My heart became hot within me. As I mused, the fire burned; then I spoke with my tongue: "O Lord, make me know my end and what is the measure of my days; let me know how fleeting I am!"

06 May 2008

Joyful Ministry

Sunday's sermon was from Luke 10, when Jesus sends out 70 (or 72, depending on translation) to visit various towns and prepare His way. The tone of the whole text (v. 1-24) is joy. From this joyful text, I drew out five lessons for ministry. Not just better ministry, but joyful ministry. I hope they might encourage you as you serve Christ this week. Some of you know this, but the word ministry most often simply means "service", so this should apply to every Christian.

1. Know your purpose - Jesus sent the disciples out to prepare the way for Him. So they went out to their ministry with a clear sense of purpose. The great thing here is that this is our purpose as well: whatever God has called you to, you are preparing the way for the return of Christ. Whether raising covenant children, building houses, running a company or preaching sermons, we are all working to bring all things under the lordship of Jesus in preparation for His return. What is key, then, is remembering it.

2. Begin with prayer - The first thing Jesus told these laborers to do? Pray for more laborers. When we pray, we give honor to Jesus as the only one who can do it. When we pray, we remember that the fields are white for harvest and we simply cannot do it all. Let's commit to this, then: beginning every ministry, every service, every day with prayer.

3. Confidence creates vulnerability - Jesus then tells these disciples that they are going out as "lambs in the midst of wolves." A cheery thought. But then he makes it even harder by telling them, "Don't take your overnight bag or your credit cards or any extra footwear." Why this strange command? Because Jesus expects them to have such confidence in the gospel they are preaching that they are willing to be vulnerable. There is no effective and joyful service to God which doesn't require vulnerability and real risk. To be up for that risk, we must continue to develop confidence and faith in the gospel.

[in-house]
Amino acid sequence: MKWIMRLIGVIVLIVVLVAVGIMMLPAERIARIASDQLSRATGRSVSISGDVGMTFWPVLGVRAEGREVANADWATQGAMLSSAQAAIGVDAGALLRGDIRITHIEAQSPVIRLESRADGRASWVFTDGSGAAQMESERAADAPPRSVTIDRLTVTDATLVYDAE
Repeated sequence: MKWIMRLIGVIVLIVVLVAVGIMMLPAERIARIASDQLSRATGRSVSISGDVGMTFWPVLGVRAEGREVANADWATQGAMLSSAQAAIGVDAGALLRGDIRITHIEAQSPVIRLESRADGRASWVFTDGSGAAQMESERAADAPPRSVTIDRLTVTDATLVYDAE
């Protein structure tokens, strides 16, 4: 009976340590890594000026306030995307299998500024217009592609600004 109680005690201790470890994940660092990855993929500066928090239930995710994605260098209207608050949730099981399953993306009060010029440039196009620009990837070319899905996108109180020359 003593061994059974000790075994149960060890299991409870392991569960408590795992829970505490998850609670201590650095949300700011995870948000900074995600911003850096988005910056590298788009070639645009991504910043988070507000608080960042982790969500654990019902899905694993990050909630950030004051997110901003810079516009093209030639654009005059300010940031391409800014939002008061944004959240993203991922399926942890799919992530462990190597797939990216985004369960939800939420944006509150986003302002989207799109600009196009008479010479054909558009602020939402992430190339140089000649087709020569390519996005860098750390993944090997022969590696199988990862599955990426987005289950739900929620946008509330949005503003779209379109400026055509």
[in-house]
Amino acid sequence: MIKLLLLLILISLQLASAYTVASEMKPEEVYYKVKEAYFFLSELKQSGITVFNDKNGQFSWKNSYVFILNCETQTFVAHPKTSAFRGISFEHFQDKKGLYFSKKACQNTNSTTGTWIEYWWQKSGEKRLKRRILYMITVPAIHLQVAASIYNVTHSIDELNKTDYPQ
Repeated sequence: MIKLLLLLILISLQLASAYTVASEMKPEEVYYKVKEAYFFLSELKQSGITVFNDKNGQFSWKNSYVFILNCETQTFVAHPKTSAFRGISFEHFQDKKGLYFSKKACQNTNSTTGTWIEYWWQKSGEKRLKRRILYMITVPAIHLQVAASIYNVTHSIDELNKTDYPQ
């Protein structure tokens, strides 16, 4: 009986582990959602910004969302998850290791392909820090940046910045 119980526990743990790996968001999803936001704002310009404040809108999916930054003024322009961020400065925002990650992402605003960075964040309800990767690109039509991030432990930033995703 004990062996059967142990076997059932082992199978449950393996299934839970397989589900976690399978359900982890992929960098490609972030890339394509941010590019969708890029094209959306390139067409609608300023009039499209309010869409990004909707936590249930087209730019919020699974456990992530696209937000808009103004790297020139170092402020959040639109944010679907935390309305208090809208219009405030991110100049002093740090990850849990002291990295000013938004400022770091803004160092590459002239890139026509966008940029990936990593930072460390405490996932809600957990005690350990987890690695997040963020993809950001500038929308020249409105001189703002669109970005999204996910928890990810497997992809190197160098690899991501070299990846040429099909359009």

4. Don't be distracted - Jesus tells them, "Don't greet anyone on the road"...not because he wants them to be rude, but because they are to be urgent in their task. What is sapping you of your sense of urgency in ministry? Where does the life and priority of the church fall in your priority scheme? Sometimes, even good things can rob us of heaven-centered urgency, like greeting someone on the road. But we must focus on Jesus and maintain the radical urgency of those who are preparing his way.

5. Keep Jesus' sovereignty in view - Jesus finishes thier commission by telling them what to do when people accept the message (heal & proclaim the nearness of the kingdom) and when people reject the message (condemn & proclaim the nearness of the kingdom). Rather than take John and James' approach of calling down heaven's fire on the infidels, Jesus' disciples are to preach and give warning and let Jesus take care of the rebellious on the last day. Serving Christ without a conscious appreciation of his sovereignty leads to crippling failures and prideful victories.


Nick said...

i found your blog through your denomination, then your seminary's sites. I'm looking for a paper presenting your denominations position on instruments. I'm preaching on ps 150 and want to interact with the best arguments against instrumentation. I am a youth pastor at a pca church in md

Jared said...

Hi Nick,

I'm not aware of any, great succinct paper on the subject.

You might check out John Price's new book "Old Light for New Worship". The old classic is John Girardeau's book against instruments in worship.

While you study Psalm 150, it would be helpful to check out how John Calvin dealt with the presence of instruments in the psalms (especially Psalm 33, I think). His view of instruments in worship is along the lines of the historic church.